Article: Op-Ed Rejected? Don’t Give Up!

Article: Op-Ed Rejected? Don’t Give Up!

Robert M. Kaplan, PhD, SBM Past President


At the end of 2018, as part of my service to the SBM Board of Directors, I had the good fortune of participating in an op-ed writing workshop. With almost no experience writing for the general public, I needed direction. Since the workshop I have placed about 40 op-eds in a variety of venues. Like most experiences in academia, successes have been punctuated with stinging rejections. The experience has been both exciting and humiliating. Here are a few lessons learned.

Opinion pieces need to be short, sharp, and well-focused. Many outlets will not look at submissions longer than 800 words and some newspapers encourage 600-word contributions. To achieve these short lengths, multiple rewrites are the norm. The best pieces are centered on one well-focused argument.

Your work may be most influential because you were trained as a scientist. When offering opinions, stay close to the evidence. Data supporting your arguments should be referenced using hyperlinks.

Be prepared to bounce back from rejection. Op-eds are very hard to place and justification for rejection is rarely provided. The reason for rejection may have nothing to do with the quality of your work. Editors have told me their decisions are influenced by space available or whether they recently covered a similar topic. If you have confidence in your piece, promptly move on to the next venue.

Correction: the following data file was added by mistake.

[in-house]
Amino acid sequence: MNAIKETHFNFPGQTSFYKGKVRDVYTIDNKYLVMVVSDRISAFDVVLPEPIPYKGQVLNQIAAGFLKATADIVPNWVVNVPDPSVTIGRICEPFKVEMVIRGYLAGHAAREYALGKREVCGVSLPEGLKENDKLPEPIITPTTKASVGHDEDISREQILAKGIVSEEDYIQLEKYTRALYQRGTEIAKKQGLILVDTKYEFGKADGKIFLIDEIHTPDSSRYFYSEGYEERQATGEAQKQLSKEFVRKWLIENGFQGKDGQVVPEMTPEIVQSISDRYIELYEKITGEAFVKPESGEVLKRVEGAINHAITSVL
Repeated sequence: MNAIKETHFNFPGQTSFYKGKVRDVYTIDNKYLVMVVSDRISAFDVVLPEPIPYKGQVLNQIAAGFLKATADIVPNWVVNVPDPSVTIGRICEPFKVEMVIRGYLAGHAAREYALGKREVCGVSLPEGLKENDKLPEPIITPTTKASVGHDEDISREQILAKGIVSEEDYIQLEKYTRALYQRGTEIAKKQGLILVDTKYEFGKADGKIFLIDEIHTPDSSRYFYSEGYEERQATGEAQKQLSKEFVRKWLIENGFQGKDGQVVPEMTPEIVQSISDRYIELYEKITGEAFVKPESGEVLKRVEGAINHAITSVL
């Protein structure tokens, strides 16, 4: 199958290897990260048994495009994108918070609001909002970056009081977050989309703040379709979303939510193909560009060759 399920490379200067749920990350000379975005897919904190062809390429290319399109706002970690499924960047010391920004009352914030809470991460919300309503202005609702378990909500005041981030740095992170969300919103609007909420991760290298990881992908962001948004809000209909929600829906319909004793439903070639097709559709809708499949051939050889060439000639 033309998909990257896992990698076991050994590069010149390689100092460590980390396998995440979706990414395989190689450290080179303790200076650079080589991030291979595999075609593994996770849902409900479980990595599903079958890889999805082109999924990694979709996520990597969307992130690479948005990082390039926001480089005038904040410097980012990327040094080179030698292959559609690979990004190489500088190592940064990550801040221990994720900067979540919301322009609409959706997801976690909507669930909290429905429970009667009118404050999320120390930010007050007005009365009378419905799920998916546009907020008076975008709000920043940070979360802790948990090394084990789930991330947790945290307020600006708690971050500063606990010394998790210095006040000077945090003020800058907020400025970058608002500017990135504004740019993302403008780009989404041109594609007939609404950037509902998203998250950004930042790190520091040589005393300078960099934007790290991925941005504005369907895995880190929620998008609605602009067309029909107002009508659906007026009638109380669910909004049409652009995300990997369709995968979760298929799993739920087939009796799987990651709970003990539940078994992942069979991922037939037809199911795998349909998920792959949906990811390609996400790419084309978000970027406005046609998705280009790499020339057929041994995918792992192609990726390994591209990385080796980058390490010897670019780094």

Finally, if you are in the academic track, be sure to maintain a balance between popular writing and traditional scholarship. Despite the reach achieved through op-eds, promotion committees remain focused on peer reviewed papers.

Robert M. Kaplan is a faculty member at Stanford University's Clinical Excellence Research Center, a former associate director of the National Institutes of Health and a former chief science officer for the U.S. Agency for Health care Research and Quality. He is an SBM Past President and has served as editor-in-chief for the Annals of Behavioral Medicine and for Health Psychology.


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